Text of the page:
Oh oh, here is another journalist I respect greatly, and he says Trump was wrong about ISIS being aproduct of the way we left Iraq. Michael Totten writes,
ISIS is a product of the Syrian war, not the Iraq war.
The Syrian civil war started in 2011, eight years after the United States invaded Iraq and three years after President Bush signed the Status of Forces Agreement with the Iraqi government that included a deadline for all American troops to leave the country. All combat forces were out in 2010. Only a small “transitional force” remained until 2011.
…An entirely separate chain of events led to the rise of ISIS. It started in Tunisia when a young man named Mohamed Bouazizi in the remote town of Sidi Bouzid doused himself with gasoline and lit a match to protest the crooked authoritarian regime of Zine El Abidine Ben Ali.
Non-violent protests swept across the country like a human tsunami. After a short and furious month, Ben Ali and his family fled to Saudi Arabia. Tunisia has enjoyed several free and fair elections in the meantime and is currently governed by a secular center-left government.
Tunisia is the one Arab Spring success story, and ousting Ben Ali triggered copy-cat revolutions in Egypt, Libya and Syria. All failed in their own way, though no revolution has failed as spectacularly as Syria’s.
What began as a non-violent protest movement for reform against Bashar al-Assad’s Arab Socialist Baath Party transformed over time into an armed insurrection. Relatively moderate forces fought both alongside and against Islamist factions like the Al Qaeda-linked Nusra Front. Foreign fighters poured into the country from all over the world, and three years into the bloodshed and mayhem, in 2014, ISIS declared its “caliphate” in the Syrian city of Raqqa in the wake of the withdrawal of Assad’s armed forces.
That’s how it started, and the Syrian civil war is emphatically not a product of the Iraq war. Follow the international chain of causation backwards and you won’t end up in Baghdad, but in Tunisia. ISIS—or something that looks and sounds a lot like it—would have sprung up in Syria even if Iraq were an Arab version of Switzerland.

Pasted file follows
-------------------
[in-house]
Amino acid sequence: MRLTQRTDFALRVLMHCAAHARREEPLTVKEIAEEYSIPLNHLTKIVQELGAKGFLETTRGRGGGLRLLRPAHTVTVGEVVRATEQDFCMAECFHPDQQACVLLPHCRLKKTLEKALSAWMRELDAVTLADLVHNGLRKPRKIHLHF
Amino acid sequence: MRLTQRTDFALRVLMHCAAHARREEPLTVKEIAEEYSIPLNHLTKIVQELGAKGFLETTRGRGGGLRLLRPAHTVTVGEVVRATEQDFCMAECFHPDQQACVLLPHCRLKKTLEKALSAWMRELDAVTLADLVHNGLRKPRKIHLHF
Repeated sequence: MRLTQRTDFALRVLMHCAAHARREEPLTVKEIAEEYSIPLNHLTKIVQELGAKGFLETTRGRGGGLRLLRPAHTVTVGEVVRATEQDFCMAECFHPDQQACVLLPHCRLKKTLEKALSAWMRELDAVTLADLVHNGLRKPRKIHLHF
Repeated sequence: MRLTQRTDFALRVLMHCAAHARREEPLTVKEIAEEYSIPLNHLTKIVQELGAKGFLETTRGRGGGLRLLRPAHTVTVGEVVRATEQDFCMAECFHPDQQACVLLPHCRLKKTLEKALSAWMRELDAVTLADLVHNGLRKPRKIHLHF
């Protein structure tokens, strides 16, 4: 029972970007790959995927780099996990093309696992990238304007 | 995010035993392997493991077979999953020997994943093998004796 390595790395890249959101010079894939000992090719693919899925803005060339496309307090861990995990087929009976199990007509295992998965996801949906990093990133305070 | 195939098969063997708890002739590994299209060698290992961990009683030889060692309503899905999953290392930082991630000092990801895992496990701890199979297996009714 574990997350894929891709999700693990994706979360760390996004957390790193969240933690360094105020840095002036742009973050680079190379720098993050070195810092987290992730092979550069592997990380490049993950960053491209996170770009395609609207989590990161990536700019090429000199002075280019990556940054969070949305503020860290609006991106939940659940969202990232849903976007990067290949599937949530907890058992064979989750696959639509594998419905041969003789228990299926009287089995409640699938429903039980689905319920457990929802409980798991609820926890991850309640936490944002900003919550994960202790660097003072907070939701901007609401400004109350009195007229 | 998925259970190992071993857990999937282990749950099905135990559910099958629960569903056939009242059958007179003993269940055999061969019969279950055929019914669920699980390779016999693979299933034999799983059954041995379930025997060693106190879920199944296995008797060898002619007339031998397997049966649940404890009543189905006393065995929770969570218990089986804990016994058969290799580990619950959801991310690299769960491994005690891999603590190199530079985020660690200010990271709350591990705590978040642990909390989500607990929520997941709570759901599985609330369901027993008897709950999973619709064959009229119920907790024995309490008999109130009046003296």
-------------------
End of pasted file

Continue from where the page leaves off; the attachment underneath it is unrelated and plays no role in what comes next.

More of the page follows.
Donald Trump (along with Bernie Sanders and Gary Johnson and so many others) talks about Iraq as if the Middle East would be fine if the Baath Party were left in place in Baghdad. It’s a frankly ludicrous proposition. The Baath Party is still in place next-door in Syria, and how’s that working out?
These kinds of governments can only keep a lid on things until they can’t.
Trump is partly right in one sense, at least. If Presidents Bush and Obama had acted differently, and if Iraq were somehow—miraculously—stable, ISIS would not have been able to invade and conquer the Iraqi cities of Mosul, Fallujah and Ramadi from Raqqa. ISIS (or something like it) would still exist, but might be confined to Syria.
…ISIS controls no territory in Tunisia. It controls no territory in Morocco or Jordan or Algeria. ISIS and organizations like it can only conquer and hold ground in failed states and other anarchic places, of which there are legion.
We’d have a deadly serious ISIS problem on our hands even if Donald Trump and Bernie Sanders had been running the White House for the past sixteen years and never went anywhere near Iraq. The problem would have a different shape and different details, sure, but let’s not kid ourselves here. There is no policy recipe that any American president can come up with that will prevent failing Middle Eastern countries from failing. Nor is there any conceivable policy prescription that can stop ISIS, Al Qaeda, and similar entities from recruiting the disaffected, the radical, the extreme, and the psychopathic.
America’s available foreign policy options are so narrow at this point that both Donald Trump and Hillary Clinton would likely make similar decisions about tackling ISIS next year. They’d both use the Air Force and drone strikes, and they’d both assist local ground forces like the Kurdish Peshmerga. They’d both work with Vladimir Putin’s Russia whether they want to or not, they’d both have to deal with the increasingly deranged Turkish president whether they like it or not, and neither are remotely likely to mount a full scale invasion of Iraq or Syria or anywhere else.
It’s not America’s fault that that part of the world is a mess. It’s the fault of the people who live there. When we aren’t busy taking partisan shots at whichever political party we love to hate most, we all know it’s true, so please, for once, let’s stop blaming America and Americans for what the Middle East does to itself.
Read more here.